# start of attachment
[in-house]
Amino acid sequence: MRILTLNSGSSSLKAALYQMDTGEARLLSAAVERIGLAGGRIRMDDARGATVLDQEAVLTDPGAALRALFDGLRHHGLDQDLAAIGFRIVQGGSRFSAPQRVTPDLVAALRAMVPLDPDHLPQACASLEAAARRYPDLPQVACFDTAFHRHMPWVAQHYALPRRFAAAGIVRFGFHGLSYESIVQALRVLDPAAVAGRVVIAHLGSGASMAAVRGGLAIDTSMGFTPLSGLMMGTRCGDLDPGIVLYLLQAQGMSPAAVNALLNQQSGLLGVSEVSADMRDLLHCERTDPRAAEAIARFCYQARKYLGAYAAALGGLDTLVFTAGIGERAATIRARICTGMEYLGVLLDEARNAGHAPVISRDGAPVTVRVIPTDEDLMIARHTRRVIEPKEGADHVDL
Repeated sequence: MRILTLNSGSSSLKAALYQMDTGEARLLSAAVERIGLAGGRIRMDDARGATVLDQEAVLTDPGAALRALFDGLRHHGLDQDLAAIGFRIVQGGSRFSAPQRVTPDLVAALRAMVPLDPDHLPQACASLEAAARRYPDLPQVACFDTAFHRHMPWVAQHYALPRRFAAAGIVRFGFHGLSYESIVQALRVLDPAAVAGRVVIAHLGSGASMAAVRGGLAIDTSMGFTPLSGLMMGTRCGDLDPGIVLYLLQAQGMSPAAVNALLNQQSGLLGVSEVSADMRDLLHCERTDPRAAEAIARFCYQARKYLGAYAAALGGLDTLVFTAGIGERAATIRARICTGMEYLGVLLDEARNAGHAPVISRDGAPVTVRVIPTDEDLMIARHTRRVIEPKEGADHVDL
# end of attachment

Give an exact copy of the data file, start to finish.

[in-house]
Amino acid sequence: MRILTLNSGSSSLKAALYQMDTGEARLLSAAVERIGLAGGRIRMDDARGATVLDQEAVLTDPGAALRALFDGLRHHGLDQDLAAIGFRIVQGGSRFSAPQRVTPDLVAALRAMVPLDPDHLPQACASLEAAARRYPDLPQVACFDTAFHRHMPWVAQHYALPRRFAAAGIVRFGFHGLSYESIVQALRVLDPAAVAGRVVIAHLGSGASMAAVRGGLAIDTSMGFTPLSGLMMGTRCGDLDPGIVLYLLQAQGMSPAAVNALLNQQSGLLGVSEVSADMRDLLHCERTDPRAAEAIARFCYQARKYLGAYAAALGGLDTLVFTAGIGERAATIRARICTGMEYLGVLLDEARNAGHAPVISRDGAPVTVRVIPTDEDLMIARHTRRVIEPKEGADHVDL
Repeated sequence: MRILTLNSGSSSLKAALYQMDTGEARLLSAAVERIGLAGGRIRMDDARGATVLDQEAVLTDPGAALRALFDGLRHHGLDQDLAAIGFRIVQGGSRFSAPQRVTPDLVAALRAMVPLDPDHLPQACASLEAAARRYPDLPQVACFDTAFHRHMPWVAQHYALPRRFAAAGIVRFGFHGLSYESIVQALRVLDPAAVAGRVVIAHLGSGASMAAVRGGLAIDTSMGFTPLSGLMMGTRCGDLDPGIVLYLLQAQGMSPAAVNALLNQQSGLLGVSEVSADMRDLLHCERTDPRAAEAIARFCYQARKYLGAYAAALGGLDTLVFTAGIGERAATIRARICTGMEYLGVLLDEARNAGHAPVISRDGAPVTVRVIPTDEDLMIARHTRRVIEPKEGADHVDL